A true love story gone awry

I felt moody and depressed. I was infatuated with Scarlett Johansson. And I couldn’t get this thought out of my head: A relationship, I think, is like a shark. You know? It has to constantly move forward or it dies (Annie Hall). “I’m stuck,” says Charlotte, Lost in Translation’s female protagonist of the film’s doomed relationship.

At least to me, the reason for Spike Jonze and Sofia Coppola’s divorce was unclear until both released their individual masterpieces, Her and Lost in Translation, respectively. Coppola released Lost in Translation in 2003, the same year the divorce was finalized.

Both Her and Lost in Translation sadden me. They involve broken relationships and the melancholy that ensues soon after. Isolation and absence bleed through each film. Since Jonze and Coppola had only been married once by the time their films were released, it’s not a leap to imagine that the heartbreak depicted in each movie is based on their failed marriage.

Isolation and absence bleed through each film.

Charlotte resembles Coppola. As the film’s screenwriter, Coppola has admitted that the film is based on her personal experiences and travels to Japan as a college graduate. It has been speculated that Charlotte’s absent husband, John, is based on Jonze. He spends most of his time away from Charlotte, working on photo shoots. Coincidentally, Jonze was a highly sought-after music video director during his marriage to Coppola. If John is based on Jonze, the reason for the divorce becomes clearer.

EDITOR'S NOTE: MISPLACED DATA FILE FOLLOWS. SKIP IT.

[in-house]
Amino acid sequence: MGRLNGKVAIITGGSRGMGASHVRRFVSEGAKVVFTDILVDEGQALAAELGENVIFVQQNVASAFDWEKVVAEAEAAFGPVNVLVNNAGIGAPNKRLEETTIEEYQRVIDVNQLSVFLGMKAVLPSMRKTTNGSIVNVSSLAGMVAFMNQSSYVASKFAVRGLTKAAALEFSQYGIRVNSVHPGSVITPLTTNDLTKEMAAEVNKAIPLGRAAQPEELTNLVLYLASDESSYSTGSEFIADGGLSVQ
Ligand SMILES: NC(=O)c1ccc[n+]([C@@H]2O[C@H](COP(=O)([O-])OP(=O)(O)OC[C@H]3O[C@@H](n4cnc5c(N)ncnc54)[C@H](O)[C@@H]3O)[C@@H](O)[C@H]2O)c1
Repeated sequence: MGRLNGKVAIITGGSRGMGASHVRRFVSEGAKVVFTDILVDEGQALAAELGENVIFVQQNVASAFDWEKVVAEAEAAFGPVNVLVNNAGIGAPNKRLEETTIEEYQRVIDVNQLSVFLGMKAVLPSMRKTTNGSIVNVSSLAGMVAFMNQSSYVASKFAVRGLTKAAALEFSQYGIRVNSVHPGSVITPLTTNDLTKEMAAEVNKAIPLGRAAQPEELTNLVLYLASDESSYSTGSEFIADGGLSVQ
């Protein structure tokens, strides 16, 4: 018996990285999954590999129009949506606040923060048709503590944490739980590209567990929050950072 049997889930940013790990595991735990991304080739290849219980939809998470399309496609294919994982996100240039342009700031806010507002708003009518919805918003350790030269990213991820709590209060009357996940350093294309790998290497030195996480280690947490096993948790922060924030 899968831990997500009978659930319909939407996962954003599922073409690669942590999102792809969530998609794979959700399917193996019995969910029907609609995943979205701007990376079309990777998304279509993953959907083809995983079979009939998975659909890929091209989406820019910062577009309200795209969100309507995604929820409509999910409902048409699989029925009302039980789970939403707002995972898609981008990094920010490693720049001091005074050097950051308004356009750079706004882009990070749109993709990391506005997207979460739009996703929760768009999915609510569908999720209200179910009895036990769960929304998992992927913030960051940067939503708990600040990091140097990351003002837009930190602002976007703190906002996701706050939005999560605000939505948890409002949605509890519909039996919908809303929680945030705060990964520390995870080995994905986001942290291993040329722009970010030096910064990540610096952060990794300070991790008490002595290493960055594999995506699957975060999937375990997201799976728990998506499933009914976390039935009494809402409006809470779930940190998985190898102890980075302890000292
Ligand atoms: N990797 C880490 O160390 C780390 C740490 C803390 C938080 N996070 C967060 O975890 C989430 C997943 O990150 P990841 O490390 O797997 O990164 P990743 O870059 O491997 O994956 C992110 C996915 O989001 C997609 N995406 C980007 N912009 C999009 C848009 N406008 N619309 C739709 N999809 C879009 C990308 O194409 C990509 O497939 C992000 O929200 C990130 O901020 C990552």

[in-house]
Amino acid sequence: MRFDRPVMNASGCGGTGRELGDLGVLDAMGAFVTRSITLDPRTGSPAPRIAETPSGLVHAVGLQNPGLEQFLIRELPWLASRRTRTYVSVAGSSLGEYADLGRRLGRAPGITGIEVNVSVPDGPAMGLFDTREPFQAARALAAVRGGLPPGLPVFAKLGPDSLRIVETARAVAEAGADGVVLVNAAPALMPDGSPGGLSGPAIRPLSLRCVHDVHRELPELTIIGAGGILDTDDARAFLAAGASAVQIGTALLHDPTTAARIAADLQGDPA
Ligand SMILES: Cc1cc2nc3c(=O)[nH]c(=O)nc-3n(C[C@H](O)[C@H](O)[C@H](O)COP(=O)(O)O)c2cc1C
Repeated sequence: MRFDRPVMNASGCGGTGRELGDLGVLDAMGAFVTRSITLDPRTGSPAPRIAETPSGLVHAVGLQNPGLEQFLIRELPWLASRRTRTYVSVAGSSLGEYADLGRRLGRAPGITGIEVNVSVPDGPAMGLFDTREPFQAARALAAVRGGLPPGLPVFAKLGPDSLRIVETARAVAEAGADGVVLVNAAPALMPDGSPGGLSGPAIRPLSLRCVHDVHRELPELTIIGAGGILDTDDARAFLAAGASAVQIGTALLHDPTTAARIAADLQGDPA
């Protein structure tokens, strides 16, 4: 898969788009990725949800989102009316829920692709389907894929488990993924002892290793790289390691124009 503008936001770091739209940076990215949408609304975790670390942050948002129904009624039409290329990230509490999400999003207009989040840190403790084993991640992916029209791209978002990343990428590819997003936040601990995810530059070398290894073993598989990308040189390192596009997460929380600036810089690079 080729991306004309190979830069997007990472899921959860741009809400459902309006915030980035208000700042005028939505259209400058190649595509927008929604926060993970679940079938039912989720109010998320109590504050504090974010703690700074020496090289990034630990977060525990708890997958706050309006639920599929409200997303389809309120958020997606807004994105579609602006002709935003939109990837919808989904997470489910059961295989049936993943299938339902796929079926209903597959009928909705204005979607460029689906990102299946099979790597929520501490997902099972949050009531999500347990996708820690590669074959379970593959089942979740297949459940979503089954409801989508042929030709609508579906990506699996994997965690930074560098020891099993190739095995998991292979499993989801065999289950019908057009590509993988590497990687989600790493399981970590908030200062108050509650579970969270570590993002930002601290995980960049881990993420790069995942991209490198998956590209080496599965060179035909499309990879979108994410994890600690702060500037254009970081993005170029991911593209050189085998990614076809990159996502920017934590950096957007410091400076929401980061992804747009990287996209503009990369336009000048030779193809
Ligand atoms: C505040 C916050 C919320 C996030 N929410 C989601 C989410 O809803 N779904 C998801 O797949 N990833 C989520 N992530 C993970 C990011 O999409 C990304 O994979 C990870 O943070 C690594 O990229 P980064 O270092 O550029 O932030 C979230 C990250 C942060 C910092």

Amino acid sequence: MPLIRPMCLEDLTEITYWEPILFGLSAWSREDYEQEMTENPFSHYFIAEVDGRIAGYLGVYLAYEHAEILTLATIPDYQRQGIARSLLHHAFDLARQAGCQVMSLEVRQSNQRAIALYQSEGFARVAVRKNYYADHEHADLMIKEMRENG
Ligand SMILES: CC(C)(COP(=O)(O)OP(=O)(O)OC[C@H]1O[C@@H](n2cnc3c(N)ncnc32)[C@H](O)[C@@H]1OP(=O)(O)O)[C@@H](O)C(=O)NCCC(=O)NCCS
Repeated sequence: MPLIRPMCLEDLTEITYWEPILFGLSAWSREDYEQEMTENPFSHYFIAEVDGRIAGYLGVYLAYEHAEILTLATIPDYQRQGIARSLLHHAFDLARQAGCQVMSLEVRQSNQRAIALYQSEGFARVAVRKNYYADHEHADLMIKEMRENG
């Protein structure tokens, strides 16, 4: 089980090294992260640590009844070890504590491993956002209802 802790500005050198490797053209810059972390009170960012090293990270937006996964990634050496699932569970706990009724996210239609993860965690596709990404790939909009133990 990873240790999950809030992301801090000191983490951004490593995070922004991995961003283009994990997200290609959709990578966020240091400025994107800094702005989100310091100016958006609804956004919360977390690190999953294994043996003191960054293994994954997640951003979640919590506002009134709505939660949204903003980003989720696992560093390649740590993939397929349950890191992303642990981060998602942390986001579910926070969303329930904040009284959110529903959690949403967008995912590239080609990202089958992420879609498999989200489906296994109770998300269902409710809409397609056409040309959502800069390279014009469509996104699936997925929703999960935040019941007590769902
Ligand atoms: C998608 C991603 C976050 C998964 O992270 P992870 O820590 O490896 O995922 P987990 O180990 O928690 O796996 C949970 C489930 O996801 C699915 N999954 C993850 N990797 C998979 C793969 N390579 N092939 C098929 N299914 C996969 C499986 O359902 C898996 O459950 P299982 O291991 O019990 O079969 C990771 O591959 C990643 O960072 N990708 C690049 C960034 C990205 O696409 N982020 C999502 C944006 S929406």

Her serves as the sort of sequel to Lost in Translation. Theodore, Her’s main protagonist, is getting a divorce. Like Coppola and Charlotte, Jonze uses Theodore as a surrogate for his feelings. He longs for the past and Coppola… no, Catherine… Charlotte? Whatever, they’re the same person anyways.

My allergies for cats and monologues bother me, so Her’s ending has me divided. Theodore’s spoken email to his wife is tacky, undoubtedly. Nevertheless, it’s personal. The monologue actually means something; it’s addressed to Coppola. The words said by Theodore can’t be genuinely written into a screenplay without some personal grief.  Lost in Translation also has an ending that troubles me. The inaudible whisper tempts me to read the theories behind it, but the whisper is between Charlotte and Bob, the male counterpart of the relationship. I dislike the curiosity and ambiguity, but those are my faults, not those of the films

Coppola hasn’t made a good film since Lost in Translation. Her most recent films lack originality and rely too heavily on the theme of distance between characters. It has worked masterfully in Lost in Translation; however, it’s tasteless in Bling Ring and Somewhere. Jonze is the better director. Being John Malkovich and Adaptation are astounding. Nonetheless, Lost in Translation is the better film when put up against Her. Why? Bill Murray, Bill Murray and Bill Murray.

Watching Lost in Translation and Her, back to back, is witnessing both sides of a broken marriage. It’s worth noting that Coppola and Jonze don’t vilify one another in their films, but rather focus on conveying their honest, unfiltered emotions. Both films surpass the boundaries of filmmaking. They serve as statements for the intimacy and attachment Coppola and Jonze shared and from which they have moved on.